We’re Reading Fahrenheit 451 Wrong

I was reminded of Ray Bradbury’s Fahrenheit 451 a day or two ago while reading Ian Bogost on Apple’s Airpods. Bogost examined Airpods’ potential long term social consequences. “Human focus, already ambiguously cleft between world and screen,” he suggests, “will become split again, even when maintaining eye contact.” A little further on, he writes, “Everyone will exist in an ambiguous state between public engagement with a room or space and private retreat into devices or media.”

It’s a good piece, you should read the whole thing.

It reminded me of Bradbury on two counts. First, and most obviously, Bradbury’s novel imaginatively predicted Airpods before earphones were invented. In the novel they are called Seashells, and they are just one of the ways that characters in the story sever their connection with the world beyond their heads, to borrow Matt Crawford’s formulation. Second, Bogost’s fears echo Bradbury’s. Fahrenheit 451 isn’t really about censorship, after all, and it’s unfortunate that the novel has been reduced to that theme in the popular imagination.

Bradbury makes clear that the firemen who famously start fires to burn books are doing so only long after people stopped reading books of their own accord as other forms of media came to dominate their experience. Actually, to be more precise, they did not stop reading altogether. They stopped reading certain kinds of books: the ones that made demands of the reader, intellectual, emotional, moral demands that might upset their fragile sense of well-being.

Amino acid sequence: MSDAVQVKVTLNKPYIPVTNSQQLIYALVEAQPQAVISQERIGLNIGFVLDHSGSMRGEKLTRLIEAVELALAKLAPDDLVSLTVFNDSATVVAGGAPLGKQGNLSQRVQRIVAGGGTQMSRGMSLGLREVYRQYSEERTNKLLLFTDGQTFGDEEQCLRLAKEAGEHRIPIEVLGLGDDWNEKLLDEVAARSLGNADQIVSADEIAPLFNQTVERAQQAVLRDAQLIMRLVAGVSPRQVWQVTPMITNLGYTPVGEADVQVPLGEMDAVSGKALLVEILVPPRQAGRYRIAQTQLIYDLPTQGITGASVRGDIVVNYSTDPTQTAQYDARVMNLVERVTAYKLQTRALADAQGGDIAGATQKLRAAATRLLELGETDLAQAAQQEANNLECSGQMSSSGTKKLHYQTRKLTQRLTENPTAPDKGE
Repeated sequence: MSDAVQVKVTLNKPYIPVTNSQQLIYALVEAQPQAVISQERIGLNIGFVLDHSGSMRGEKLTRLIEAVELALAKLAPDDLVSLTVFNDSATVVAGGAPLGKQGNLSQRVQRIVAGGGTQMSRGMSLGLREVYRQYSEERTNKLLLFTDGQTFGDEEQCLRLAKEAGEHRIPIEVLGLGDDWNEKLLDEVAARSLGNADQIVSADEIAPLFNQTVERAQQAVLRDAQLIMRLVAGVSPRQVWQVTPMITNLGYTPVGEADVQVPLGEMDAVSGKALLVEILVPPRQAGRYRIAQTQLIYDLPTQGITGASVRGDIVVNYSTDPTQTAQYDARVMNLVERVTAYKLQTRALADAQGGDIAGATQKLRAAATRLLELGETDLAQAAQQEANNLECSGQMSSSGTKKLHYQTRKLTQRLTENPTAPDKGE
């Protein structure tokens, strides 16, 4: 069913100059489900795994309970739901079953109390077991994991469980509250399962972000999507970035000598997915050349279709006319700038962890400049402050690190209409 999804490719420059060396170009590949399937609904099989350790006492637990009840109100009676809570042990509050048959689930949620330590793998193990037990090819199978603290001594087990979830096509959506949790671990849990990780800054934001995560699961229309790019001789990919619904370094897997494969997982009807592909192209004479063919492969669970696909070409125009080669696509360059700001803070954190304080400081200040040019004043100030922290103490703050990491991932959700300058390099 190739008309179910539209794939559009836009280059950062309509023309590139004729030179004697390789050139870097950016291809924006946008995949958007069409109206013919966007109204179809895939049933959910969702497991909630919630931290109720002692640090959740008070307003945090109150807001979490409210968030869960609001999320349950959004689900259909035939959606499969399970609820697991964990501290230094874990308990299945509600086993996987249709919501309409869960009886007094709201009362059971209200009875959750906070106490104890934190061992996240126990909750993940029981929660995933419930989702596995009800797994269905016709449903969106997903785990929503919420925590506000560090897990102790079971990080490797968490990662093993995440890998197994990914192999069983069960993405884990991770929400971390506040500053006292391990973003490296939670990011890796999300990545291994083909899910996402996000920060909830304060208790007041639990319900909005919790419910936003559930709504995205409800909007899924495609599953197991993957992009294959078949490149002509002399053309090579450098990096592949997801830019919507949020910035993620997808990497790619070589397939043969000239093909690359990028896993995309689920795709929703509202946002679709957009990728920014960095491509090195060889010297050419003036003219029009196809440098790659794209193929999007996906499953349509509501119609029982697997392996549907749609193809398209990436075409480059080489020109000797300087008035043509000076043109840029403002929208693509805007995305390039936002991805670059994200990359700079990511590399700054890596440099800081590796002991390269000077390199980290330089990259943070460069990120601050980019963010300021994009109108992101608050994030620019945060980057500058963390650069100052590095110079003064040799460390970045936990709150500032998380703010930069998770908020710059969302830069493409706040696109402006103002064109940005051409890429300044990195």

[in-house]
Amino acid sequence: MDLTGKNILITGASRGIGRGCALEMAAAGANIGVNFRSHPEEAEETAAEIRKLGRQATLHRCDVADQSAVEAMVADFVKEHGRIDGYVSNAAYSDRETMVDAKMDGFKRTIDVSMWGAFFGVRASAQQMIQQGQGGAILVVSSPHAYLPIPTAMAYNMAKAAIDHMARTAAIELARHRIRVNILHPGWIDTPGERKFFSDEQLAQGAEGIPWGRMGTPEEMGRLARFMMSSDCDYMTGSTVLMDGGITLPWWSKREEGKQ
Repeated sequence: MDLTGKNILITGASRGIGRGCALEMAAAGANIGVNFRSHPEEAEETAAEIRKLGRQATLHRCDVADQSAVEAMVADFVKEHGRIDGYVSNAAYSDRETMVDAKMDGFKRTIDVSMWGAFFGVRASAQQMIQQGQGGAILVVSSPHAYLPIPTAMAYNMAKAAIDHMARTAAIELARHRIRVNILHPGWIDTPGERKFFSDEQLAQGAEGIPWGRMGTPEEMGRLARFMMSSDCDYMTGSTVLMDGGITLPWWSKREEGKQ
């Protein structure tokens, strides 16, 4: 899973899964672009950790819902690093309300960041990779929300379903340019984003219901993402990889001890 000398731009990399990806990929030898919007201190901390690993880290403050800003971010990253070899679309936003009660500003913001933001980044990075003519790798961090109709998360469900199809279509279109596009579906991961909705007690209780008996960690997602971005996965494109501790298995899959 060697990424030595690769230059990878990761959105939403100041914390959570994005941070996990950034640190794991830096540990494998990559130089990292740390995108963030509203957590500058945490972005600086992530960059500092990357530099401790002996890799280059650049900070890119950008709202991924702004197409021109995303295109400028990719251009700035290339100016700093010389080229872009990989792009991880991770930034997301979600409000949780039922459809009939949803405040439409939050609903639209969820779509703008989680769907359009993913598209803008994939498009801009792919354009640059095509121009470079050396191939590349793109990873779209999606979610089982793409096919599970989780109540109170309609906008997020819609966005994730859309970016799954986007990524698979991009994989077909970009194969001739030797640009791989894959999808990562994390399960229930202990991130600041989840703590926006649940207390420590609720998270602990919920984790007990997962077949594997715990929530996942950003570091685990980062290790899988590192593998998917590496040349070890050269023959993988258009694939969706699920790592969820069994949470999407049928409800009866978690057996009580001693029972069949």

Fahrenheit 451, in other words, is more Huxley than Orwell.

Fundamentally, I would argue it is, like Huxley’s Brave New World, about happiness. “Are you happy?” a young girl named Clarisse asks Montag, the protagonist. It is the question that triggers all the subsequent action in the novel. It is the question that awakens Montag to the truth of his situation.

At one remove from the question of happiness, is the matter of alienation from reality effected by media technologies. In 1953, when barely half of American households owned a television set, and primitive sets at that, Bradbury foresaw a future of complete immersion in four wall-sized screens through which people would socialize interactively with characters from popular programs.

Speed also severed people from meaningful contact with the world and became an impediment to thought. Literal speed—billboards where as long as football fields in order to be seen by drivers zooming by and walking was deemed a public nuisance—and the speed of information. An old professor, who knew better but did not have the courage to fight the changes he witnessed, explained the problem to Montag:

“Speed up the film, Montag, quick. Click? Pic? Look, Eye, Now, Flick, Here, There, Swift, Pace, Up, Down, In, Out, Why, How, Who, What, Where, Eh? Uh! Bang! Smack! Wallop, Bing, Bong, Boom! Digest-digests, digest-digest-digests. Politics? One column, two sentences, a headline! Then, in mid-air, all vanishes! Whirl man’s mind around about so fast under the pumping hands of publishers, exploiters, broadcasters, that the centrifuge flings off all unnecessary, time-wasting thought!”

Social media was still more than fifty years away.

This same professor, Faber, later went on to lecture Montag about what was needed. Three things, he claimed. First, quality information, from books or elsewhere. Second, leisure, but not just “off-hours,” which Montag was quick to say he had plenty of: